A Chief Information Officer can provide a wealth of experience to an organization when it comes to getting the most out of technology investments. Most CIO’s have been around the block a few times and have deep experience applying technology to solve real business issues. In addition, good CIO’s tend to have a business focused mindset and are not interested in implementing technology for technology’s sake. However, CIO’s are also expensive to find, hire, and employ, especially for small to mid-sized organizations that often don’t have the need, or the budget, for a full-time CIO. Engaging a CIO-as-a-Service (aka a shared or fractional CIO) provider offers these companies the ability to leverage executive-level technology expertise while only paying for as much as they need.
Organizations that leverage experts in this manner find the following advantages:
Expertise at Reduced Costs: The first, and most obvious, advantage is that a company can reduce costs while still gaining the experience and knowledge of a technology lead but without spending time and resource searching, interviewing, hiring, and paying an expensive full-time CIO. By contrast, a CIO-as-a-Service can deliver similar expertise but at a fraction of the cost and with added flexibility. Depending on the arrangement and need this type of arrangement can typically be utilized for anywhere between 25% and 50% the total cost of a full-time executive.
Utilization of IT as a Strategic Asset: For organizations that don’t have CIOs, IT is often viewed only as an enabler of the business when in fact IT should be leveraged as a strategic differentiator for a company. A shared CIO can provide this direction that is often missing in non-CIO led technology organizations.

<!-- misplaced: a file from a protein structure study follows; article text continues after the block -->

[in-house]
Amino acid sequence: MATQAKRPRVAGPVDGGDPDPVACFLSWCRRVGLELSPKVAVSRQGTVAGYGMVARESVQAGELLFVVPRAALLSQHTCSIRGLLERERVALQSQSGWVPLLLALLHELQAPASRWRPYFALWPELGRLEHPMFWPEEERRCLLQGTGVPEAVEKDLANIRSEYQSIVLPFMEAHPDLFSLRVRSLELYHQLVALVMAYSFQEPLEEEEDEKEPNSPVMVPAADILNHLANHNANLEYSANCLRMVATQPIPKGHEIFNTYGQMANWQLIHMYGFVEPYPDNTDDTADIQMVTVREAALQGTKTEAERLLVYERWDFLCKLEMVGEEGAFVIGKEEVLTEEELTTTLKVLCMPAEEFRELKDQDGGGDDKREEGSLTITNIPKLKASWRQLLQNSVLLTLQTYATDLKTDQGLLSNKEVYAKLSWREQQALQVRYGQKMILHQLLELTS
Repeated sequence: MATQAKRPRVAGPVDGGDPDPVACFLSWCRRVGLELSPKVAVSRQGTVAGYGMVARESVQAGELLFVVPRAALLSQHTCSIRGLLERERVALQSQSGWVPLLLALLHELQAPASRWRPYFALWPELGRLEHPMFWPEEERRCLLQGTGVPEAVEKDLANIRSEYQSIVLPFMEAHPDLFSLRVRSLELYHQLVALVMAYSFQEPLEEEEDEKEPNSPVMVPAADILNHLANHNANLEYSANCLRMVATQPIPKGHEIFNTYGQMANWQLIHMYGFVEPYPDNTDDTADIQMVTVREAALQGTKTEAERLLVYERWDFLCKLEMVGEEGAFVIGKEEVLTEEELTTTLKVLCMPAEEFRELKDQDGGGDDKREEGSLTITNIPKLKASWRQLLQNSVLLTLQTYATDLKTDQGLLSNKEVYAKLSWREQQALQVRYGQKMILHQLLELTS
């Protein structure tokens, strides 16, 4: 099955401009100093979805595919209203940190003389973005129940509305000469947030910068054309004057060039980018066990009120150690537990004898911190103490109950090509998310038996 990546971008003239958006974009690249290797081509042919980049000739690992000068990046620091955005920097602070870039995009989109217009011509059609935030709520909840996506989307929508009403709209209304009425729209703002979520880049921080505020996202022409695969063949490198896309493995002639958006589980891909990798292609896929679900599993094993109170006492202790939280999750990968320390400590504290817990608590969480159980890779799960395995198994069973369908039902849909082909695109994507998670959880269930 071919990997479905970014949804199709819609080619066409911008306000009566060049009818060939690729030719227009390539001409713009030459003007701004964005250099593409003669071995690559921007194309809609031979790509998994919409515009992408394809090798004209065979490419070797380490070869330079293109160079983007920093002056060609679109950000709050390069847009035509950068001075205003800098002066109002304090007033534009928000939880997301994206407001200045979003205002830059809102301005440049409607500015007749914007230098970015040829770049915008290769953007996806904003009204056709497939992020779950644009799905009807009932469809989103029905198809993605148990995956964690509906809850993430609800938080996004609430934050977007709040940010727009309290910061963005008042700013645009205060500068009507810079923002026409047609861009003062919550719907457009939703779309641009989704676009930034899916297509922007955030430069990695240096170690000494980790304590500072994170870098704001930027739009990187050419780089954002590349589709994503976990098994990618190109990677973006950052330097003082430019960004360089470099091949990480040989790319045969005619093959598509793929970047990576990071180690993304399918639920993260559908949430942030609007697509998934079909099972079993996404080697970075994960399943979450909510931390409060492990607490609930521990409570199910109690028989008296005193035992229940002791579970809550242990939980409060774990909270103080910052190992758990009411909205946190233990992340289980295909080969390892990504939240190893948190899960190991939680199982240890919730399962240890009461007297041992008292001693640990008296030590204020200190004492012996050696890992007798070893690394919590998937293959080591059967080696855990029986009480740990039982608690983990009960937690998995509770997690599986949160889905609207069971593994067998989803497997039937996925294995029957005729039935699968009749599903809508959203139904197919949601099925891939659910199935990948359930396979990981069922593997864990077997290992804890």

Best Practices: Another advantage is that because shared CIO’s work with other organizations at the same time, there is an immediate extension of the knowledge pool and best practices that the clients can leverage.
Lack of Politics: A shared CIO has nothing to gain politically by working with a particular company. He or she would not be looking to advance their own stock internally to gain favor and therefore can focus on results without worrying about political perceptions. For this reason though, plans using a shared CIO should be diligent about what the individual is working on and what “success” in that endeavor looks like and the CIO should be up-front and very clear about any potential conflicts.
Flexibility: A shared CIO can provide flexibility. Many companies don’t need a CIO available 40 to 60 hours per week and they shouldn’t have to pay for capacity. Some will find too that they may need a CIO’s expertise on a less-than-consistent basis. There may be a critical project that comes up that needs additional knowledge for a few weeks but then wraps up. A shared CIO can provide flexibility to meet these needs by allowing clients to ramp services up-or-down as needed.
Cross Training: A shared CIO can provide mentorship and coaching to less experienced IT staff members during the engagement, thereby better enabling them to manage technology once the CIO is no longer needed. No one can turn an IT Director into a CIO overnight but by working closely with the existing team, a shared CIO can dramatically improve the management capabilities of the existing leadership and better enable the running of the organization on a day-to-day basis
Of course, using a shared CIO isn’t always the best option and there are some drawbacks. Using a shared CIO in a full-time role will be more expensive than a hired CIO and should only be considered a short-term/interim solution. Also, if a shared CIO doesn’t manage his or her client load appropriately, they can over-commit themselves and could lose some of the “ramp-up” flexibility that sometimes becomes necessary. This also means that the client must understand that sometimes the shared CIO will have to say no to certain requests in order to maintain his or her existing commitments. A good CIO will have other options to offer the client and the client typically recognizes the reasoning behind the CIO’s decision.
While not perfect in every situation, a shared CIO can be a great option for companies looking to make some strategic differences via their IT organization. A shared CIO can bring a variety of experiences from past clients and introduce a breath of fresh air to an IT team that has stagnated. Lastly, if an IT organization has been without senior leadership for some time, a shared CIO can help right the ship while also helping find, mentor, and hire/promote and generally prepare the organization for the future.